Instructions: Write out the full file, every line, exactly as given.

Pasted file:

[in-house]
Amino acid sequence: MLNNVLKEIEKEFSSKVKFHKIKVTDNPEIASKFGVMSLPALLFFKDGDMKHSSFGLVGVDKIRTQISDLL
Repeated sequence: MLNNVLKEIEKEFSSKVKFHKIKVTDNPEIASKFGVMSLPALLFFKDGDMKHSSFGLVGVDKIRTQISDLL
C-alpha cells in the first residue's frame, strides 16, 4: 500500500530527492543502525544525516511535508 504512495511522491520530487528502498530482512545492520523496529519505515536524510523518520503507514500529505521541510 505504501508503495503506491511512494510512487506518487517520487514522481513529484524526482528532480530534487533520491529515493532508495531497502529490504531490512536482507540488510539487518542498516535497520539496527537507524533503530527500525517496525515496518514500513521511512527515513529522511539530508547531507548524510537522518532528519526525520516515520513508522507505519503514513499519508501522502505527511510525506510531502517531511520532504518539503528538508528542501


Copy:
[in-house]
Amino acid sequence: MLNNVLKEIEKEFSSKVKFHKIKVTDNPEIASKFGVMSLPALLFFKDGDMKHSSFGLVGVDKIRTQISDLL
Repeated sequence: MLNNVLKEIEKEFSSKVKFHKIKVTDNPEIASKFGVMSLPALLFFKDGDMKHSSFGLVGVDKIRTQISDLL
C-alpha cells in the first residue's frame, strides 16, 4: 500500500530527492543502525544525516511535508 504512495511522491520530487528502498530482512545492520523496529519505515536524510523518520503507514500529505521541510 505504501508503495503506491511512494510512487506518487517520487514522481513529484524526482528532480530534487533520491529515493532508495531497502529490504531490512536482507540488510539487518542498516535497520539496527537507524533503530527500525517496525515496518514500513521511512527515513529522511539530508547531507548524510537522518532528519526525520516515520513508522507505519503514513499519508501522502505527511510525506510531502517531511520532504518539503528538508528542501